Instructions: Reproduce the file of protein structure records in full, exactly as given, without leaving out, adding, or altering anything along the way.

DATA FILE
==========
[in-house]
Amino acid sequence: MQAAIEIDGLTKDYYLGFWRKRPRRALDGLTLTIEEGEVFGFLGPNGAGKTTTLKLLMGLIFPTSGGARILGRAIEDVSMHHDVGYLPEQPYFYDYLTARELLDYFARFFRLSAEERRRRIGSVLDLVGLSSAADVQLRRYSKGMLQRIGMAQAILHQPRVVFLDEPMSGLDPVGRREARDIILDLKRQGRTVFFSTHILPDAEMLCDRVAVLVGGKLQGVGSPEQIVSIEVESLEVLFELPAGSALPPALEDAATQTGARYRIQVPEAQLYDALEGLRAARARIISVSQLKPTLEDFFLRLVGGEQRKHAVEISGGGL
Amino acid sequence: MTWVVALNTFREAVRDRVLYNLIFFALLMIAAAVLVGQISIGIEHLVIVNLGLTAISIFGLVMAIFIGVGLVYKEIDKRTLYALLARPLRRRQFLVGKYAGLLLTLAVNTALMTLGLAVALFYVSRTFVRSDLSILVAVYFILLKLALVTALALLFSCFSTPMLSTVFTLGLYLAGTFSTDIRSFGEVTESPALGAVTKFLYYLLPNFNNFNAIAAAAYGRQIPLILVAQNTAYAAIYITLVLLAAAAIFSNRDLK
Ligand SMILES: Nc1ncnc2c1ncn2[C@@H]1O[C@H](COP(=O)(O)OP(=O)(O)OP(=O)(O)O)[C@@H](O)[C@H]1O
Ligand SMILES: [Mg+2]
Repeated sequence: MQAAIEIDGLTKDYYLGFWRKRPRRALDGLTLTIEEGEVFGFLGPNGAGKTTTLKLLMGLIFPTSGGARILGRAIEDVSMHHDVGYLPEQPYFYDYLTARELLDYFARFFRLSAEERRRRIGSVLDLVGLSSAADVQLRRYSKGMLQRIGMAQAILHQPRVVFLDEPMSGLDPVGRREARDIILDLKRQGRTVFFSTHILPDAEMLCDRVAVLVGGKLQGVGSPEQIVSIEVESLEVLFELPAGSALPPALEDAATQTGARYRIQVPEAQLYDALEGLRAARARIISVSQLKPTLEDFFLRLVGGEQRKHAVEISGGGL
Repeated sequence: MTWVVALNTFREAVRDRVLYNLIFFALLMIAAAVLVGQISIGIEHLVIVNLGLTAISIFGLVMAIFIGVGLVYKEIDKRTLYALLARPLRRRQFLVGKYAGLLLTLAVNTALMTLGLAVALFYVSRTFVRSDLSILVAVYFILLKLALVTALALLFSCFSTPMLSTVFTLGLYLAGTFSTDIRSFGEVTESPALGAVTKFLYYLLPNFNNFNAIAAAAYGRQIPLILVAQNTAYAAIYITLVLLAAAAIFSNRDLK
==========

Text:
[in-house]
Amino acid sequence: MQAAIEIDGLTKDYYLGFWRKRPRRALDGLTLTIEEGEVFGFLGPNGAGKTTTLKLLMGLIFPTSGGARILGRAIEDVSMHHDVGYLPEQPYFYDYLTARELLDYFARFFRLSAEERRRRIGSVLDLVGLSSAADVQLRRYSKGMLQRIGMAQAILHQPRVVFLDEPMSGLDPVGRREARDIILDLKRQGRTVFFSTHILPDAEMLCDRVAVLVGGKLQGVGSPEQIVSIEVESLEVLFELPAGSALPPALEDAATQTGARYRIQVPEAQLYDALEGLRAARARIISVSQLKPTLEDFFLRLVGGEQRKHAVEISGGGL
Amino acid sequence: MTWVVALNTFREAVRDRVLYNLIFFALLMIAAAVLVGQISIGIEHLVIVNLGLTAISIFGLVMAIFIGVGLVYKEIDKRTLYALLARPLRRRQFLVGKYAGLLLTLAVNTALMTLGLAVALFYVSRTFVRSDLSILVAVYFILLKLALVTALALLFSCFSTPMLSTVFTLGLYLAGTFSTDIRSFGEVTESPALGAVTKFLYYLLPNFNNFNAIAAAAYGRQIPLILVAQNTAYAAIYITLVLLAAAAIFSNRDLK
Ligand SMILES: Nc1ncnc2c1ncn2[C@@H]1O[C@H](COP(=O)(O)OP(=O)(O)OP(=O)(O)O)[C@@H](O)[C@H]1O
Ligand SMILES: [Mg+2]
Repeated sequence: MQAAIEIDGLTKDYYLGFWRKRPRRALDGLTLTIEEGEVFGFLGPNGAGKTTTLKLLMGLIFPTSGGARILGRAIEDVSMHHDVGYLPEQPYFYDYLTARELLDYFARFFRLSAEERRRRIGSVLDLVGLSSAADVQLRRYSKGMLQRIGMAQAILHQPRVVFLDEPMSGLDPVGRREARDIILDLKRQGRTVFFSTHILPDAEMLCDRVAVLVGGKLQGVGSPEQIVSIEVESLEVLFELPAGSALPPALEDAATQTGARYRIQVPEAQLYDALEGLRAARARIISVSQLKPTLEDFFLRLVGGEQRKHAVEISGGGL
Repeated sequence: MTWVVALNTFREAVRDRVLYNLIFFALLMIAAAVLVGQISIGIEHLVIVNLGLTAISIFGLVMAIFIGVGLVYKEIDKRTLYALLARPLRRRQFLVGKYAGLLLTLAVNTALMTLGLAVALFYVSRTFVRSDLSILVAVYFILLKLALVTALALLFSCFSTPMLSTVFTLGLYLAGTFSTDIRSFGEVTESPALGAVTKFLYYLLPNFNNFNAIAAAAYGRQIPLILVAQNTAYAAIYITLVLLAAAAIFSNRDLK